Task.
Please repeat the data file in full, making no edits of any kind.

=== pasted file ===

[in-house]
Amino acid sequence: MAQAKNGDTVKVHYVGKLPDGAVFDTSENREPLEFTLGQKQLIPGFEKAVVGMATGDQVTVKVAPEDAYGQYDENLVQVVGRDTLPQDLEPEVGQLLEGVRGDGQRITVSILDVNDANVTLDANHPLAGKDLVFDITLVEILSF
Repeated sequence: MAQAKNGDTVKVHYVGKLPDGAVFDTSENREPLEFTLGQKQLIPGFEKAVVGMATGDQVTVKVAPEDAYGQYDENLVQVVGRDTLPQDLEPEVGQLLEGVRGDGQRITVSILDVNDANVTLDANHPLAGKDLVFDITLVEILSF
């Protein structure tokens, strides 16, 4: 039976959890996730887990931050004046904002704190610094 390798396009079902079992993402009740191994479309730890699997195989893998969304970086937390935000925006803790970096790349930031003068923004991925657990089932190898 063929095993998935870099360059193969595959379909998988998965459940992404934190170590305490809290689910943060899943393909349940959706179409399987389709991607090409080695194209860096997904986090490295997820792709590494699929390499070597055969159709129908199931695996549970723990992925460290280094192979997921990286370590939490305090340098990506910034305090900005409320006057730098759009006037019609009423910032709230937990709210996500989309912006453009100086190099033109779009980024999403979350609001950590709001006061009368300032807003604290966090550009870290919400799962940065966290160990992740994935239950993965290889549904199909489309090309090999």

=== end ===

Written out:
[in-house]
Amino acid sequence: MAQAKNGDTVKVHYVGKLPDGAVFDTSENREPLEFTLGQKQLIPGFEKAVVGMATGDQVTVKVAPEDAYGQYDENLVQVVGRDTLPQDLEPEVGQLLEGVRGDGQRITVSILDVNDANVTLDANHPLAGKDLVFDITLVEILSF
Repeated sequence: MAQAKNGDTVKVHYVGKLPDGAVFDTSENREPLEFTLGQKQLIPGFEKAVVGMATGDQVTVKVAPEDAYGQYDENLVQVVGRDTLPQDLEPEVGQLLEGVRGDGQRITVSILDVNDANVTLDANHPLAGKDLVFDITLVEILSF
């Protein structure tokens, strides 16, 4: 039976959890996730887990931050004046904002704190610094 390798396009079902079992993402009740191994479309730890699997195989893998969304970086937390935000925006803790970096790349930031003068923004991925657990089932190898 063929095993998935870099360059193969595959379909998988998965459940992404934190170590305490809290689910943060899943393909349940959706179409399987389709991607090409080695194209860096997904986090490295997820792709590494699929390499070597055969159709129908199931695996549970723990992925460290280094192979997921990286370590939490305090340098990506910034305090900005409320006057730098759009006037019609009423910032709230937990709210996500989309912006453009100086190099033109779009980024999403979350609001950590709001006061009368300032807003604290966090550009870290919400799962940065966290160990992740994935239950993965290889549904199909489309090309090999």